That is where the Checkers (36-28-3-5, 0.556 points percentage) come into play in the countdown to the final playoff berth in the Pacific Division semifinals.
Charlotte ranks fifth in the Central Division standings but has a better points-percentage than San Jose, Bakersfield and Stockton. Should Charlotte end regular season play with a better points-percentage than whichever of those three contending California teams finish in fourth place in the Pacific Division standings, the Checkers would assume the No. 4 seed in the Pacific Division playoffs.
The points-percentage formula is required because the five California teams are playing only 68 regular season games as opposed to 76 regular season games for the AHL’s remaining 25 teams.
The Pacific Division winner will play the Central Division winner in the Western Conference Finals. The Western Conference champion will meet the Eastern Conference champion in the Calder Cup Finals.
Home-ice advantage in all series will be granted to the team with the higher points percentage.
The division semifinals will be best-of-five series. All other series are in a best-of-seven format.
Playoff schedules for the 2016 Calder Cup playoffs will be announced once all the match-ups have been determined. For updates, visit the website at www.theahl.com.
Last season in Manchester, the Reign compiled the AHL’s top regular season record of 50-17-6-3 and 109 points. A lot of familiar faces, as well as a lot of new faces, have helped fuel Ontario’s regular season Pacific Division championship this season.
While some highly decorated players on last season’s Manchester team were dealt away in trades, such as forwards Brian O’Neill (leading scorer) and Jordan Weal (second leading scorer), and others have since graduated to the Kings’ varsity roster, many more key players off last year’s AHL championship team made the trek westward with the Reign.
Those players making big contributions to the franchise’s successful transition to California include forward Michael Mersch, right wings Sean Backman and Justin Auger, centers Nic Dowd and Andrew Crescenzi, left wings Ryan Horvat and Adrian Kempe, and defensemen Vincent Lo Verde, Nick Ebert, Jeff Schultz, Kevin Gravel and Derek Forbort.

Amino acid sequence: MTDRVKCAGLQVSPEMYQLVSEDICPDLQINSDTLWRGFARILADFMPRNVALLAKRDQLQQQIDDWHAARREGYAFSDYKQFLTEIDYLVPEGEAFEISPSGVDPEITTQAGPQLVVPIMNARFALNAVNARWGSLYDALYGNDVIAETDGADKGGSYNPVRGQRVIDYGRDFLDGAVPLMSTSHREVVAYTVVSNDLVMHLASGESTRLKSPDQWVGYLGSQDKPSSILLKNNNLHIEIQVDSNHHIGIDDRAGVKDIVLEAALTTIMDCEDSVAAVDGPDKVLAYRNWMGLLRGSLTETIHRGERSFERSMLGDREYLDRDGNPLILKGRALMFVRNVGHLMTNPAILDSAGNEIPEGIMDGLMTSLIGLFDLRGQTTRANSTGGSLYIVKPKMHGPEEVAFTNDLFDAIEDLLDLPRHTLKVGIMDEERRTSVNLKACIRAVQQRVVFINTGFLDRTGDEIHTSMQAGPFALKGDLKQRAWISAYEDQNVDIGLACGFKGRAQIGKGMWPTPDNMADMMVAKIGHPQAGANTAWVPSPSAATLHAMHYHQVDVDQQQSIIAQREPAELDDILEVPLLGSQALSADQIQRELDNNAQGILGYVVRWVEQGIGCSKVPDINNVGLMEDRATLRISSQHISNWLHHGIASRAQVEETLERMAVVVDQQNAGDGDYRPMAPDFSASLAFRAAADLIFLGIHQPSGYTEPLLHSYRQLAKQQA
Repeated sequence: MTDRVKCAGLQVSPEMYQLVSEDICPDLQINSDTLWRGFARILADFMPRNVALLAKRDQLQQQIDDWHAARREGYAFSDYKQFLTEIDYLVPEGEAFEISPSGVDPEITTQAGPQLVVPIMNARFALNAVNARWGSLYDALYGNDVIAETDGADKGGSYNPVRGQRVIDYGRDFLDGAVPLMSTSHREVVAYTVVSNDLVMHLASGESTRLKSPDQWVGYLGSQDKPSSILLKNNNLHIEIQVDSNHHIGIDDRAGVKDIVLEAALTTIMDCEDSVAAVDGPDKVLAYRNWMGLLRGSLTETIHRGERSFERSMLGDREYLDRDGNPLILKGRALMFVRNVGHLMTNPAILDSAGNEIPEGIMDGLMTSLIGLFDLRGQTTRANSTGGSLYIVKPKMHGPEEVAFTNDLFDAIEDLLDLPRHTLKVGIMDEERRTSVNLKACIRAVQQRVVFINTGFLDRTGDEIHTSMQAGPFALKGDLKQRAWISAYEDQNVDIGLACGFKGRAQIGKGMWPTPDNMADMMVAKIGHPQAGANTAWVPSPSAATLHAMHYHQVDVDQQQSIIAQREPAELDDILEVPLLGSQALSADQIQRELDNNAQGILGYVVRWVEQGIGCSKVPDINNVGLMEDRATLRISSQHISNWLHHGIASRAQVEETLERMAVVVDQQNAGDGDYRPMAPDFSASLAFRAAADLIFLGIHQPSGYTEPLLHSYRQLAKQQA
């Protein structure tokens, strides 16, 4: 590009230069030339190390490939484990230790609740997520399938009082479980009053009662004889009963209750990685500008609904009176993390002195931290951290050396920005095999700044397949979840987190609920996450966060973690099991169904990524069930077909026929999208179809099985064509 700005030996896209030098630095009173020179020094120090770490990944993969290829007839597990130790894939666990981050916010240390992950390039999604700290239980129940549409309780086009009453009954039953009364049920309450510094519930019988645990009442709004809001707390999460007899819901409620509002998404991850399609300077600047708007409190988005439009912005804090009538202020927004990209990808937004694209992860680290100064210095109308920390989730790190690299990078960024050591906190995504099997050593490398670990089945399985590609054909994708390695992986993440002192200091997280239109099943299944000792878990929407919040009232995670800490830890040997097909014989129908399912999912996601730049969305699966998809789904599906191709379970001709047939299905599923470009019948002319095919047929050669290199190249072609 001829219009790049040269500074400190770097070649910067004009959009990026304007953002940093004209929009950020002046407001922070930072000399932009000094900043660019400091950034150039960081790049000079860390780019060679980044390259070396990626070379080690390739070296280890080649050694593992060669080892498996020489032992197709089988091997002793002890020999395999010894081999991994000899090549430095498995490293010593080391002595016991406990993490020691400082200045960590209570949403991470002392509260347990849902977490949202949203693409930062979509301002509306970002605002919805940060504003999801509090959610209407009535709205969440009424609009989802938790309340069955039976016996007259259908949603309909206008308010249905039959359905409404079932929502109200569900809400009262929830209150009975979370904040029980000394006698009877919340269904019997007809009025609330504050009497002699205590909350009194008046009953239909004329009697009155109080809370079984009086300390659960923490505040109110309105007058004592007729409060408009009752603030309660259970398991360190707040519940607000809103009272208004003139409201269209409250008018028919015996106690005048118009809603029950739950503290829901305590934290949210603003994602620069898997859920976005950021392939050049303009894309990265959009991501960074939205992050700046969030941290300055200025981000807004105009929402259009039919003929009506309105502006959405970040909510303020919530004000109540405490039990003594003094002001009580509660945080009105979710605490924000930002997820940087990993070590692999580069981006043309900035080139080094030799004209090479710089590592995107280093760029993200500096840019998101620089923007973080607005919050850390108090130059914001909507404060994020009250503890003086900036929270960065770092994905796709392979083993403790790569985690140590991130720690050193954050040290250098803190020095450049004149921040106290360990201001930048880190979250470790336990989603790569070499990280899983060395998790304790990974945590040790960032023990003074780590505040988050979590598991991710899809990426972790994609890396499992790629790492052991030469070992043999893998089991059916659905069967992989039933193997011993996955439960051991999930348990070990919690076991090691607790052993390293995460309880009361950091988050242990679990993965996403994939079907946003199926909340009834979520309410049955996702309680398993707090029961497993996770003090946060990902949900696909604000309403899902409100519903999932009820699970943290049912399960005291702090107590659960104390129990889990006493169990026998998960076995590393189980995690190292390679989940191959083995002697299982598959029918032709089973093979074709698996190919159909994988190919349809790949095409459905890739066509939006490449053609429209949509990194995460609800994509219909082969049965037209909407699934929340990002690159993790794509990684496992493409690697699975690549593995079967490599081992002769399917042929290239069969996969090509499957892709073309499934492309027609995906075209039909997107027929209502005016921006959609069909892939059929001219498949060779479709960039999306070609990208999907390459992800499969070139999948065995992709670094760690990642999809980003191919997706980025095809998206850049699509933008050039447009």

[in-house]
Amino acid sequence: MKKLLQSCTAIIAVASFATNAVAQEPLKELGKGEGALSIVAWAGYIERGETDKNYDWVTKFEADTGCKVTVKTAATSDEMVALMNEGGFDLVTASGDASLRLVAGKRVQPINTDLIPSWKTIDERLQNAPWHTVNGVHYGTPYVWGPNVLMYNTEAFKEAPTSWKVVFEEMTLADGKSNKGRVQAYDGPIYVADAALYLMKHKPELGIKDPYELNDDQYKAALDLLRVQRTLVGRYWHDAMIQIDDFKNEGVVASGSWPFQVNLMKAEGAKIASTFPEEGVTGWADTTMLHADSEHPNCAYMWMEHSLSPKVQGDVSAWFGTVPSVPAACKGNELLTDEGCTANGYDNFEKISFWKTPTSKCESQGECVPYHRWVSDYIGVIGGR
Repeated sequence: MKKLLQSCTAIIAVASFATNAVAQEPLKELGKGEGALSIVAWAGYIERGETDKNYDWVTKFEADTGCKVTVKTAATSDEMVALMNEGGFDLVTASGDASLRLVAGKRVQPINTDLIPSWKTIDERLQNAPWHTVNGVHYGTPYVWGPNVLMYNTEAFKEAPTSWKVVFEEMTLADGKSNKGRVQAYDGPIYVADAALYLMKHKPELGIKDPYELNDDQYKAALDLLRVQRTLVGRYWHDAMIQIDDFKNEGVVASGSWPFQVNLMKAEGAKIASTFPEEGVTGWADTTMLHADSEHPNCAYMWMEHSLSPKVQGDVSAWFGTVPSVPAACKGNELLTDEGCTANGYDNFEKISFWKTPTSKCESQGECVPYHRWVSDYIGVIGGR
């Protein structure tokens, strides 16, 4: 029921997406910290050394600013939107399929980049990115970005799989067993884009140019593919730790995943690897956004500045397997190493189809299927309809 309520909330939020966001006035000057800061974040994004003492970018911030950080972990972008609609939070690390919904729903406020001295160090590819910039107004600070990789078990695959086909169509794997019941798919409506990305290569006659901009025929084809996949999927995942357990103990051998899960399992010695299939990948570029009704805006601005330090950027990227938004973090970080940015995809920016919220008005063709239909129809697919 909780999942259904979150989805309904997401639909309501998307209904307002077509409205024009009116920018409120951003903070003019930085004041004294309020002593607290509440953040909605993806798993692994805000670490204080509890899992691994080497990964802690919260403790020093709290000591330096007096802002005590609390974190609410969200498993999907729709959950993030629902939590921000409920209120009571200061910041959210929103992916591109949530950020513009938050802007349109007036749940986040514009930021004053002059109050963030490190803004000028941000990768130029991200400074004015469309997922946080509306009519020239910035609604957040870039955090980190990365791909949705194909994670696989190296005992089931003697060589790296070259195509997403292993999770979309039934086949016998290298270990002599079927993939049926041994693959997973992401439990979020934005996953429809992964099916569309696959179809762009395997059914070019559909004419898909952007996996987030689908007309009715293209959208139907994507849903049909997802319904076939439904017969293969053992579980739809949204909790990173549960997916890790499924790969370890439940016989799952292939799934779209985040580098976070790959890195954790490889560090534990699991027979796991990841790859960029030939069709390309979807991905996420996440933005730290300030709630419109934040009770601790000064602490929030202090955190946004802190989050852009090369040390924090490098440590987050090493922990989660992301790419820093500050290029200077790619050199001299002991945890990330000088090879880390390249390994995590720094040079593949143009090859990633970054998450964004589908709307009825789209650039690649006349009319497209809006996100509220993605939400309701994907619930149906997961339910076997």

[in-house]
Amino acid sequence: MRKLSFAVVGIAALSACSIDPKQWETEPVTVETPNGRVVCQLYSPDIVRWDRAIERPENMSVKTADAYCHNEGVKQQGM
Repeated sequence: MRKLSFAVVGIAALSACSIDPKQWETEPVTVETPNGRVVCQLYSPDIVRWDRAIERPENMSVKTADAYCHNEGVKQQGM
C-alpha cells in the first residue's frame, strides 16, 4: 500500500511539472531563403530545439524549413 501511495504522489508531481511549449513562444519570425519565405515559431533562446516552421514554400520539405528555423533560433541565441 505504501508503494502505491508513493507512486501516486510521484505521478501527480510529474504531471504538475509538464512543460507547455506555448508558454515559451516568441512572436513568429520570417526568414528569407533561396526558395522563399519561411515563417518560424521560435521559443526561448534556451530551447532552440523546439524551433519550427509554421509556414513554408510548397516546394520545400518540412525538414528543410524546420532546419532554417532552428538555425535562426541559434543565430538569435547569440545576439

Mersch, Backman and LoVerde were all named to the 2016 Toyota AHL All-Star Classic.
The Kings’ two Stanley Cup championships in 2012 and 2014 owe a great deal to success at the AHL level. At the beginning of the 2015-16 NHL season, 15 Kings players had spent time with the Monarchs during their stay in Manchester.
The player pipeline has continued in California. Mersch, Forbort, Schultz, Ebert, Dowd and Gavel have all received call-ups to the NHL this season. Mersch has played in 17 games for the Kings in 2015-16, collecting one goal and two assists.
Ontario team leaders include Backman with 21 goals and 55 points in 64 games, Dowd with 13 goals and 47 points in 57 games, Mersch with 23 goals and 40 points in 48 games, LoVerde with 11 goals and 32 points in 55 games and Auger with 17 goals and 32 points in 64 games.
Goaltender Peter Budaj, who earned selection to the 2015-16 AHL First All-Star Team, continues to lead the league with a 39-14-4 record, 1.75 goals-against average, 0.931 save percentage and nine shutouts.
All impressive stuff.
Formula for success
So, with the qualification criteria set, just exactly what does it take to win a Calder Cup championship?
Current San Diego center Chris Mueller accomplished that feat during the 2013-14 season with the Texas Stars. He feels the Gulls possess many of those qualities that the Stars did during their championship-making run.
“It’s a process, it doesn’t just happen,” Mueller stated up front. “You need depth and I think we have that right now. We need four lines to go out every shift and do their job, understand their role. Sometimes they’re going to be called on to score goals and sometimes they’re going to be called on to shut the other team’s top line down.
“If we can look at each other and establish those roles, if our forwards play responsible, because we know we have the scoring touch, we just have to know we got to play both ends of the ice, help our defense keep their gaps and keep their confidence. Our goalie (Anton Khodobin) is a veteran goalie, so I know he knows what to do.
“You’ve got to understand what it takes. At this point of the year, in the playoffs, points individually don’t mean anything — only wins. If a team figures that out, buys into the system, that’s kind of what it takes. Depth is one thing, and we do have that, but we’ve got to just put it together. We’re on a roll here, we’re confident, and that’s what you kind of want to bring into the playoffs. Right now we’re doing the right things.”